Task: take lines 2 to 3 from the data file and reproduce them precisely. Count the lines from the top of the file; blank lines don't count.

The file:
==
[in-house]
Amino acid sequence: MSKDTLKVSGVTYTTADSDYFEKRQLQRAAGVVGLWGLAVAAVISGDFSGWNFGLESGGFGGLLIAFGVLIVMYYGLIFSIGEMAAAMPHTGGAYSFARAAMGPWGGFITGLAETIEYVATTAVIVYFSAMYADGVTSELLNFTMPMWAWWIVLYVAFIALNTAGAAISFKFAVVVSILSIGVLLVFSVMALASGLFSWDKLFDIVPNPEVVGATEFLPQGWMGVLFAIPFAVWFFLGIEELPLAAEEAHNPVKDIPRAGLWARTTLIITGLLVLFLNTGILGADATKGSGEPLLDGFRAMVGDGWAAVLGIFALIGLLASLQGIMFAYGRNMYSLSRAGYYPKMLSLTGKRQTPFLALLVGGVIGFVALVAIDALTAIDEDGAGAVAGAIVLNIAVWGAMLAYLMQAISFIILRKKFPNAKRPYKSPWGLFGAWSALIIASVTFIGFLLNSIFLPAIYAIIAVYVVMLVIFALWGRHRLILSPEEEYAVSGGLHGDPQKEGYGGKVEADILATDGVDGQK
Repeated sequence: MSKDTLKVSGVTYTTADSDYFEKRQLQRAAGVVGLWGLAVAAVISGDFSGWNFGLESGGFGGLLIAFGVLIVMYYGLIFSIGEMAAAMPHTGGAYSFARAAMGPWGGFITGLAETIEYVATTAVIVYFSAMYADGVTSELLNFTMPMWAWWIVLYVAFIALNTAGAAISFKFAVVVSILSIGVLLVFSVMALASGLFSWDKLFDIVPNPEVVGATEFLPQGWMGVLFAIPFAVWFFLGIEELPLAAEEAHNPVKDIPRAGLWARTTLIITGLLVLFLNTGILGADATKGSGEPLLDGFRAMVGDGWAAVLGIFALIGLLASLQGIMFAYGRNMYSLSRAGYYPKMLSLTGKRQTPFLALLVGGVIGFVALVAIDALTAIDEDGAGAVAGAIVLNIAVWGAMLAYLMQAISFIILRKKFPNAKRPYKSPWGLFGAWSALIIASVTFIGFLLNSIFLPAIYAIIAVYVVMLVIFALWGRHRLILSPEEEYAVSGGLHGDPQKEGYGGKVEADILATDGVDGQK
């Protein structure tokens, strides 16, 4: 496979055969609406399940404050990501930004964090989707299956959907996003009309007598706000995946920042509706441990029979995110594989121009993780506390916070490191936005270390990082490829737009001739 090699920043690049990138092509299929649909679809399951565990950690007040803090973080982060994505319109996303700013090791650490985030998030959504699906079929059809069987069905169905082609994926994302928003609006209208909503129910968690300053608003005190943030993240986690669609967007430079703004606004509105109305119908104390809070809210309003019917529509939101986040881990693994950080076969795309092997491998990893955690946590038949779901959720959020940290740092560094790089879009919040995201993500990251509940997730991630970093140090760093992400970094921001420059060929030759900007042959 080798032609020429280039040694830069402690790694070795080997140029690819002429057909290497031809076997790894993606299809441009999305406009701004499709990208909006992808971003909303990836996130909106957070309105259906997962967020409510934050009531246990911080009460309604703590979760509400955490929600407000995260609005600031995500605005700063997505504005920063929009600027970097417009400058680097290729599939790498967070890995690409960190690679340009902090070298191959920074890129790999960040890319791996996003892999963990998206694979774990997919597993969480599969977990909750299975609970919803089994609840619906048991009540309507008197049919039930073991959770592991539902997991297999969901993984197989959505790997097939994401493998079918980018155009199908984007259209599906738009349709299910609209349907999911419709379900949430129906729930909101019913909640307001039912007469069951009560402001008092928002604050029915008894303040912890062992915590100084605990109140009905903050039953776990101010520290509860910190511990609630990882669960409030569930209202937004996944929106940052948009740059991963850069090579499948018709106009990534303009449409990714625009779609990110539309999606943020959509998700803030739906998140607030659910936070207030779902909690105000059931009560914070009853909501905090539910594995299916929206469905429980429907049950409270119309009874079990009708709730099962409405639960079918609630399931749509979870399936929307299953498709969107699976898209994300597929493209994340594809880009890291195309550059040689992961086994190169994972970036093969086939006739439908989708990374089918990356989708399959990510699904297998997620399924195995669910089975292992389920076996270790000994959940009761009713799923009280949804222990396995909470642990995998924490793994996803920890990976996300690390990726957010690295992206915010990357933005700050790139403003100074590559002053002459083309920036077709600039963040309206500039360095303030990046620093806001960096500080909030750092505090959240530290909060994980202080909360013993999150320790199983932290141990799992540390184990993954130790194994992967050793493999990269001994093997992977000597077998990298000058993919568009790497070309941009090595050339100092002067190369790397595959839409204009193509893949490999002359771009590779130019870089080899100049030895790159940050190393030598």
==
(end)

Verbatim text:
Amino acid sequence: MSKDTLKVSGVTYTTADSDYFEKRQLQRAAGVVGLWGLAVAAVISGDFSGWNFGLESGGFGGLLIAFGVLIVMYYGLIFSIGEMAAAMPHTGGAYSFARAAMGPWGGFITGLAETIEYVATTAVIVYFSAMYADGVTSELLNFTMPMWAWWIVLYVAFIALNTAGAAISFKFAVVVSILSIGVLLVFSVMALASGLFSWDKLFDIVPNPEVVGATEFLPQGWMGVLFAIPFAVWFFLGIEELPLAAEEAHNPVKDIPRAGLWARTTLIITGLLVLFLNTGILGADATKGSGEPLLDGFRAMVGDGWAAVLGIFALIGLLASLQGIMFAYGRNMYSLSRAGYYPKMLSLTGKRQTPFLALLVGGVIGFVALVAIDALTAIDEDGAGAVAGAIVLNIAVWGAMLAYLMQAISFIILRKKFPNAKRPYKSPWGLFGAWSALIIASVTFIGFLLNSIFLPAIYAIIAVYVVMLVIFALWGRHRLILSPEEEYAVSGGLHGDPQKEGYGGKVEADILATDGVDGQK
Repeated sequence: MSKDTLKVSGVTYTTADSDYFEKRQLQRAAGVVGLWGLAVAAVISGDFSGWNFGLESGGFGGLLIAFGVLIVMYYGLIFSIGEMAAAMPHTGGAYSFARAAMGPWGGFITGLAETIEYVATTAVIVYFSAMYADGVTSELLNFTMPMWAWWIVLYVAFIALNTAGAAISFKFAVVVSILSIGVLLVFSVMALASGLFSWDKLFDIVPNPEVVGATEFLPQGWMGVLFAIPFAVWFFLGIEELPLAAEEAHNPVKDIPRAGLWARTTLIITGLLVLFLNTGILGADATKGSGEPLLDGFRAMVGDGWAAVLGIFALIGLLASLQGIMFAYGRNMYSLSRAGYYPKMLSLTGKRQTPFLALLVGGVIGFVALVAIDALTAIDEDGAGAVAGAIVLNIAVWGAMLAYLMQAISFIILRKKFPNAKRPYKSPWGLFGAWSALIIASVTFIGFLLNSIFLPAIYAIIAVYVVMLVIFALWGRHRLILSPEEEYAVSGGLHGDPQKEGYGGKVEADILATDGVDGQK